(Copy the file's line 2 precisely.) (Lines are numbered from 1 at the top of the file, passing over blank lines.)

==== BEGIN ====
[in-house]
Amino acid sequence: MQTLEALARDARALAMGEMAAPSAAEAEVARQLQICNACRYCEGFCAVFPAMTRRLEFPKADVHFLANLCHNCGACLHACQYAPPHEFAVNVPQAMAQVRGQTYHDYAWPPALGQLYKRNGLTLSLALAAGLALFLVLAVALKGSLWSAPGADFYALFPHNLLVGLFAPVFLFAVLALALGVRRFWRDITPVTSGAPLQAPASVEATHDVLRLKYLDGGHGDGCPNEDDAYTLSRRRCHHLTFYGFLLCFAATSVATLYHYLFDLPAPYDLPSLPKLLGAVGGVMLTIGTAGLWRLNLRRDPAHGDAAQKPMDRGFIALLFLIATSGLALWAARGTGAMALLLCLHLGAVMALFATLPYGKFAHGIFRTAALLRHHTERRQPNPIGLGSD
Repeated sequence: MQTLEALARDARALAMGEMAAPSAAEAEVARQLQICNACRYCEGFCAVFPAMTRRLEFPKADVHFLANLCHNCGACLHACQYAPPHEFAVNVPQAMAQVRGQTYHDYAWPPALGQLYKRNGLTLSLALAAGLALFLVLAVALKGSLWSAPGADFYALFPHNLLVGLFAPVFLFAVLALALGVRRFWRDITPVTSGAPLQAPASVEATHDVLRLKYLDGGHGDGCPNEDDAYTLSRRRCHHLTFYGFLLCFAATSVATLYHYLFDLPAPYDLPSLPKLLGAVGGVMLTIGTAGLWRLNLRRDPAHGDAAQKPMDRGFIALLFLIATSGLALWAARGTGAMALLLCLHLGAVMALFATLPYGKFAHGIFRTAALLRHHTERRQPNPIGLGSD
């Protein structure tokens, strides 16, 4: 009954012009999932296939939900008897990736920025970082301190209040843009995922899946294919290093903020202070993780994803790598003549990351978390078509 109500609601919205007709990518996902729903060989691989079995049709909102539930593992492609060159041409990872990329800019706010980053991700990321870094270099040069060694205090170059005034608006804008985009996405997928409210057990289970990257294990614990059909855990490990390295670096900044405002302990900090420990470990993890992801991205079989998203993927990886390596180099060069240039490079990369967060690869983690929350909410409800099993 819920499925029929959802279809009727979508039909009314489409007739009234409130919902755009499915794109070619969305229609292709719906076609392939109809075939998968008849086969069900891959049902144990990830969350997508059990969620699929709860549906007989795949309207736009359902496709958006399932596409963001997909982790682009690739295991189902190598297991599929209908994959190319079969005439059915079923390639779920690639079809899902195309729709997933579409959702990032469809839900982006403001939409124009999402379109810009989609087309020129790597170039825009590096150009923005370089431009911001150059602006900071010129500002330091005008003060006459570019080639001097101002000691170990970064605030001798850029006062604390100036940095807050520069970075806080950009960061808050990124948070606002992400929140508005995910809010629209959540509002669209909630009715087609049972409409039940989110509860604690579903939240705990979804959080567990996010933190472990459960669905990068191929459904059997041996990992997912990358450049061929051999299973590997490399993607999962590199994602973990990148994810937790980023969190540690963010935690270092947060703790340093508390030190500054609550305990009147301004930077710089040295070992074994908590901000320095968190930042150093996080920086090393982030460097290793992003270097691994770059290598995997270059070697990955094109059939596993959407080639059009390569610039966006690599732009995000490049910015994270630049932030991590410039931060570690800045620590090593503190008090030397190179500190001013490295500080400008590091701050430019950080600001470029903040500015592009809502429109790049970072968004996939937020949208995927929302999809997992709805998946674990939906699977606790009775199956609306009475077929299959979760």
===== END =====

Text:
Amino acid sequence: MQTLEALARDARALAMGEMAAPSAAEAEVARQLQICNACRYCEGFCAVFPAMTRRLEFPKADVHFLANLCHNCGACLHACQYAPPHEFAVNVPQAMAQVRGQTYHDYAWPPALGQLYKRNGLTLSLALAAGLALFLVLAVALKGSLWSAPGADFYALFPHNLLVGLFAPVFLFAVLALALGVRRFWRDITPVTSGAPLQAPASVEATHDVLRLKYLDGGHGDGCPNEDDAYTLSRRRCHHLTFYGFLLCFAATSVATLYHYLFDLPAPYDLPSLPKLLGAVGGVMLTIGTAGLWRLNLRRDPAHGDAAQKPMDRGFIALLFLIATSGLALWAARGTGAMALLLCLHLGAVMALFATLPYGKFAHGIFRTAALLRHHTERRQPNPIGLGSD